Israeli Prime Minister Bibi Netanyahu informed his Cabinet Thursday evening that Israel will slow down its settlement activity in the West Bank, out of respect for President Trump.
The new policy came immediately following a cabinet decision to construct a new settlement in the West Bank for the first time in 20 years. The new community is meant to serve as compensation for the settlement of Amona, which was demolished last month after Israel’s Supreme Court ruled it had been built on private Palestinian land.
The policy adjustment was reported by Israeli newspaper Haaretz on Friday and confirmed by The Washington Post.
According to Haaretz, Netanyahu told the White House that he had no choice but to approve the new settlement as he had previously committed to relocating the 40 families evicted from Amona. Netanyahu’s also said Thursday that Israel would proceed with plans to construct thousands more housing units inside already existing settlements, in keeping with projects approved before Trump took office.
Moving forward, however, Netanyahu told his ministers that Israel would adopt a more muted policy on settlement construction in deference to the preferences of the Trump administration.
“This is a very friendly administration and we need to take his requests into consideration,” Haaretz reported Netanyahu told ministers.
He said that under the new policy, Israel would continue with some construction when permissible but only inside previously developed areas or in areas adjacent to those already developed. In addition, Israel will not allow the creation of any new illegal outposts.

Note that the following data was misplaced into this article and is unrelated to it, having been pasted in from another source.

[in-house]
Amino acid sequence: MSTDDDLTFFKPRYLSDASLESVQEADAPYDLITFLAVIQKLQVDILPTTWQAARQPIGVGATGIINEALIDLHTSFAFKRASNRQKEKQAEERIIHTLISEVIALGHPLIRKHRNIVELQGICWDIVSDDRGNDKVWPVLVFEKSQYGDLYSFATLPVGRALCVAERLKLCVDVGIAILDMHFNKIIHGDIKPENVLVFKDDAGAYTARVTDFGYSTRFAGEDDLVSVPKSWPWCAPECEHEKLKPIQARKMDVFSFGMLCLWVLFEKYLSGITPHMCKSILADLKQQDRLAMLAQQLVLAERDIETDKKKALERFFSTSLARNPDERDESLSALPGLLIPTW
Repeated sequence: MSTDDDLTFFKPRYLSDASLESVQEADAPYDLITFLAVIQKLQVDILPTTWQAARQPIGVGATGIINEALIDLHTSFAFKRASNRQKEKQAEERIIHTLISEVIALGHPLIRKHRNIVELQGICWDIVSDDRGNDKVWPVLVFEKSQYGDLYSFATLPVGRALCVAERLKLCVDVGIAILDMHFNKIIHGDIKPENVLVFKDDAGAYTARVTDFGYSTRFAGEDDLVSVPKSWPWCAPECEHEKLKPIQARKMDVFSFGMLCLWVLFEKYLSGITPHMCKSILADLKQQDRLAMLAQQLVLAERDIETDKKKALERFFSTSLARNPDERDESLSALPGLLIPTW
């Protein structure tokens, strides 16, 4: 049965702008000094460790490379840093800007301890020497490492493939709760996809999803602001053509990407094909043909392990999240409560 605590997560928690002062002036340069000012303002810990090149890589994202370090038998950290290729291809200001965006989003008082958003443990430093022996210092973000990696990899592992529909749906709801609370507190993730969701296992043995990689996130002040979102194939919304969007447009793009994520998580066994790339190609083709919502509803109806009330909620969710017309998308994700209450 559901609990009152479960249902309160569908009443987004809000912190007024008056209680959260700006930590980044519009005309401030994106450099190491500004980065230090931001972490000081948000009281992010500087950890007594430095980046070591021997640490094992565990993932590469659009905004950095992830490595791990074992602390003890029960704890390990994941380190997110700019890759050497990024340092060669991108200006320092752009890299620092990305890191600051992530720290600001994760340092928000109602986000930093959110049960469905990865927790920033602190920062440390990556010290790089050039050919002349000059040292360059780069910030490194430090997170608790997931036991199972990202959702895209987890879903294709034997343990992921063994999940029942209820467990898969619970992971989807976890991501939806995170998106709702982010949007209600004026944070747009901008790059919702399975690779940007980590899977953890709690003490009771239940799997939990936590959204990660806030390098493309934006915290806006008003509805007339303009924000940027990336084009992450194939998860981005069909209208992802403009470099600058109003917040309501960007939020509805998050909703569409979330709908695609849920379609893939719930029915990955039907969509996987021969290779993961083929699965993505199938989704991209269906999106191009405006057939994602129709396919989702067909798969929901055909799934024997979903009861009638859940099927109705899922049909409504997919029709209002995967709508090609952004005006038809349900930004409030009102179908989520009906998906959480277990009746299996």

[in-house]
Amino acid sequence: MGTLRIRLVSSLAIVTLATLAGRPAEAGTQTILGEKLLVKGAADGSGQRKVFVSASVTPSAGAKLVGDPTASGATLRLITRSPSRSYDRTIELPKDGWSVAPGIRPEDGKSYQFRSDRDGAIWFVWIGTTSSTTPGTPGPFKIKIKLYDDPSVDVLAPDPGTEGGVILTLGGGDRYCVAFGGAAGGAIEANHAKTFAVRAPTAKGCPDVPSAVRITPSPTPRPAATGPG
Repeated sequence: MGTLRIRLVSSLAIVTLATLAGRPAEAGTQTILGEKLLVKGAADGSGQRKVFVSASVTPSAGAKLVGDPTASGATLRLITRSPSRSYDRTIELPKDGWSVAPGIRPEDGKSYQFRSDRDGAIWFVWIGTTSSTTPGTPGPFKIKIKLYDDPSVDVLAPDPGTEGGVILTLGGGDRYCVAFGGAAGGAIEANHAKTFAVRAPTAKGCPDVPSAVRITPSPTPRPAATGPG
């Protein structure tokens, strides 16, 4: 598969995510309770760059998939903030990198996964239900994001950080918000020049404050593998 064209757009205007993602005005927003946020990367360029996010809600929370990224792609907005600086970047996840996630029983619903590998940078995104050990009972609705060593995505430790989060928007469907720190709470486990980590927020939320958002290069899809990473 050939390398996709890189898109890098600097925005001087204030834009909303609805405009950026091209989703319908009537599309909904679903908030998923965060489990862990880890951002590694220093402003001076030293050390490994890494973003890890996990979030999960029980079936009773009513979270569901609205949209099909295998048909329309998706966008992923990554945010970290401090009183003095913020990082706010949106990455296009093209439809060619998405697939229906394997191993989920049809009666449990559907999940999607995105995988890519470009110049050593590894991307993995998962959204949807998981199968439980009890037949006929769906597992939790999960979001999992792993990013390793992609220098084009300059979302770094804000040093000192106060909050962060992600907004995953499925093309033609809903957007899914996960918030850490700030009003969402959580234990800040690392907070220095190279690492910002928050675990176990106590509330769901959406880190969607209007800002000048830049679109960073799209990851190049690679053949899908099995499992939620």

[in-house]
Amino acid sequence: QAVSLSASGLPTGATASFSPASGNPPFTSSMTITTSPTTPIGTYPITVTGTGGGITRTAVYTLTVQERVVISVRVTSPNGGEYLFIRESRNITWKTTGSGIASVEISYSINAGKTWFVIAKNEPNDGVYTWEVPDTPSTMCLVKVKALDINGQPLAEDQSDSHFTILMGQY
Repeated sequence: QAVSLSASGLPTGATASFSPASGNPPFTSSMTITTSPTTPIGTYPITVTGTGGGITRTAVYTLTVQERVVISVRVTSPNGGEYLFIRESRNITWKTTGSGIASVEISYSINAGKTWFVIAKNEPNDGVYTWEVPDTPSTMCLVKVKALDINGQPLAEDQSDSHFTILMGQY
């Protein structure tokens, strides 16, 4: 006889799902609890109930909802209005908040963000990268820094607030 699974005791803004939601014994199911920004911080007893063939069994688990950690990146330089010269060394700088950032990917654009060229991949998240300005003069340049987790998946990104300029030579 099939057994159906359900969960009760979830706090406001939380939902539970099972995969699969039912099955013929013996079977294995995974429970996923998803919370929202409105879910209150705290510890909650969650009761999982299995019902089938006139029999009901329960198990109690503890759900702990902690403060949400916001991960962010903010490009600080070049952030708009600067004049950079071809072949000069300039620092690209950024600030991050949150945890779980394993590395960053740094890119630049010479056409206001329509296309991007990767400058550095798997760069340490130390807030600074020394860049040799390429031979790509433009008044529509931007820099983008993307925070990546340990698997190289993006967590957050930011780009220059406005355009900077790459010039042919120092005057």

In their meeting in Washington last month, Trump urged Netanyahu to “hold back” from more settlement construction. The settlement issue, said Netanyahu afterwards, was a point where the two governments did not yet see “eye to eye.”
Since then, the two sides have been working to reach an agreement on the issue, which remains elusive despite several meetings been Israeli officials and Jason Greenblatt, Trump’s special representative for international negotiations.
In recent weeks, The White House has indicated its interest in restarting the stalled peace process between Israelis and Palestinians. Greenblatt visited the region earlier this month, meeting with both Netanyahu and Palestinian Authority President Mahmoud Abbas, and Trump has hinted he believes the two-state solution – the creation of a nation state for the Palestinians alongside Israel – might be the preferred option.
Palestinians are vehemently opposed to the existence of Israeli settlements, seeing them as an expansion of Israel into territory they hope will one day be part of a Palestinian state. Much of the international community views Israeli settlements as illegal.
“Israel’s relentless efforts to expand its illegal settlement enterprise with the aim of displacing Palestine and replacing it with ‘Greater Israel’ should send a strong message to governments worldwide that they need to intervene immediately and to undertake concrete measures to hold Israel accountable with serious punitive measures,” said Hanan Ashrawi, a member of the Palestine Liberation Organization’s executive committee.
Today about 400,000 Jewish settlers are living on 125 settlements and 100 outposts in the Israeli-occupied West Bank, not including East Jerusalem, which is also considered occupied under international law.
Oded Revivi, the chief foreign envoy for the Yesh Council, the umbrella organization for Israeli settlements, said he welcomed the Cabinet’s decision to support new projects in the West Bank.
“The details are much more than what the headlines can hold. From what I understand, it is quite promising,” he said. “On the other hand, it is not everything that we would like to receive. The true test will be the implementation of these plans and their manifestation as actual bricks and mortar on the ground.”
(c) 2017, The Washington Post · Ruth Eglash